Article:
The Practice Management Knowledge Community (PMKC) identifies and develops information on the business of architecture for use by the profession to maintain and improve the quality of the professional and business environment. The PMKC initiates programs, provides content and serves as a resource to other knowledge communities, and acts as experts on AIA Institute programs and policies that pertain to a wide variety of business practices and trends.
Scott:I have not seen or heard of anything like that since the pandemic. However, I can say the first two firms I worked for were architectural sweat shops. The first was a small firm where the boss would drive to your house to pick you up if you were not there on a Saturday! He had a " we are all in this together " attitude so I actually never really minded the long hours. My second job was a large, "cover of magazines", "principals on the lecture and book circuit" firm where I was the most senior project manager in our department. 70 to 80 hour weeks were the norm for the PMs and it was not unusual to see an intern sobbing in the bathroom. Our principal would actual berate people for not pulling all nighters! When the other principals saw the outrageous hours our department worked they told him to knock it off....so he told us we were not allowed to report more than 40 hours a week but we still worked the 70 to 80. Pathetically our principal won an award, based on the falsely reported low hours, for turning his group around.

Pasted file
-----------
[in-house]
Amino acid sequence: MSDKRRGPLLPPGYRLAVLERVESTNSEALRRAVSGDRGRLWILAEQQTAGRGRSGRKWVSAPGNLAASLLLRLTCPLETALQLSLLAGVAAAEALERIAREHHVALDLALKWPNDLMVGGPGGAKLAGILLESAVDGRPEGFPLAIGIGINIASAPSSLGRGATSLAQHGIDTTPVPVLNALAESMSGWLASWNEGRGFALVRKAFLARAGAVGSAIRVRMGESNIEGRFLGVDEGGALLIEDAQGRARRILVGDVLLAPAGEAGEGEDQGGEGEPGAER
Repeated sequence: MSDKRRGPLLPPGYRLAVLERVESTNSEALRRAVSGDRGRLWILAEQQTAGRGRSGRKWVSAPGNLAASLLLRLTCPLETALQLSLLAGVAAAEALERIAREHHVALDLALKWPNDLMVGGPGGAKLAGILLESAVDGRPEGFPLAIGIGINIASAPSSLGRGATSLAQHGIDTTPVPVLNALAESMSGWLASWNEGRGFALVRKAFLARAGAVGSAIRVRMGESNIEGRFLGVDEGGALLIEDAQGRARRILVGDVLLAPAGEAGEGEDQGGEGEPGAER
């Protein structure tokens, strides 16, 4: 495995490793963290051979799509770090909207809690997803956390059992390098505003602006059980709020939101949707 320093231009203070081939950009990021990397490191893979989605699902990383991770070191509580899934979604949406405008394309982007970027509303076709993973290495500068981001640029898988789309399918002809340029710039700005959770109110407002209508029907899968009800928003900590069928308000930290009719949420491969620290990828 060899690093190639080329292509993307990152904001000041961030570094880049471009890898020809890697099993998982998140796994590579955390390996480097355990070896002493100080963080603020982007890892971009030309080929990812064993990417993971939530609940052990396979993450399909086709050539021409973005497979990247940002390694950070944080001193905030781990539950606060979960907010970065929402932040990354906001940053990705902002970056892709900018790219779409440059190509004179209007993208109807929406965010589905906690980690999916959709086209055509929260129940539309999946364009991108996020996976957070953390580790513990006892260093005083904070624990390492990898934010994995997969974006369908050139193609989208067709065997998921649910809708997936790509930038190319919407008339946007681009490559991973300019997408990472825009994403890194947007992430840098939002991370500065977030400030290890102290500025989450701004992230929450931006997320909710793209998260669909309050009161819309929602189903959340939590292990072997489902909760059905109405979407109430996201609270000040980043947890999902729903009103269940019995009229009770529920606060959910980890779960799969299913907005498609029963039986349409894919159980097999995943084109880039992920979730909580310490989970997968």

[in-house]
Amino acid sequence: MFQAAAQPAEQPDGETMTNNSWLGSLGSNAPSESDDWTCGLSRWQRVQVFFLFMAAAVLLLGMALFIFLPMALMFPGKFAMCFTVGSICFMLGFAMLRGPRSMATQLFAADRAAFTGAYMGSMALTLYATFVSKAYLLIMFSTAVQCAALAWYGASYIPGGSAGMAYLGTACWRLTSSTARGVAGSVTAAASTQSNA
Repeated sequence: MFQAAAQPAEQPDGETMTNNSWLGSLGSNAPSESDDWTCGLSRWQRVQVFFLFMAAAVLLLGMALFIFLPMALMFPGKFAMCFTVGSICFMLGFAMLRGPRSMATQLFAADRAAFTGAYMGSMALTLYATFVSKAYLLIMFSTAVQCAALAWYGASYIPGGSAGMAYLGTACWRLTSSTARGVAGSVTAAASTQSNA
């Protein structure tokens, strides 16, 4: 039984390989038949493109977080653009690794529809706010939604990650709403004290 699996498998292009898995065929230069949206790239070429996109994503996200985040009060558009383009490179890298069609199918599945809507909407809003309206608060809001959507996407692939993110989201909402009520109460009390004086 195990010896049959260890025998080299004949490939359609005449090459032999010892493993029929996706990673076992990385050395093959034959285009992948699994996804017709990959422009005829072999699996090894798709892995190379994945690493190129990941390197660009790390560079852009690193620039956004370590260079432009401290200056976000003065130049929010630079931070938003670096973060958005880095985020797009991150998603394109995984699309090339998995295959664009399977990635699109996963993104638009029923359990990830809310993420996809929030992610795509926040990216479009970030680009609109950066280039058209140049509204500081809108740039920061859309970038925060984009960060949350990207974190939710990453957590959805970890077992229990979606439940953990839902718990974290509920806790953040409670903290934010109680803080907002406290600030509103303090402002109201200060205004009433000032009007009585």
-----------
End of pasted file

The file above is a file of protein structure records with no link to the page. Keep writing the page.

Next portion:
However, it was the best thing that could have happened to me...I quit that place of misery and started my own firm. In 20 years I have never asked an employee to work the weekend or over 45 hours in a week, I suspect that is one reason we tend to be the last job someone has..employee have deep loyalty to us, and us to them.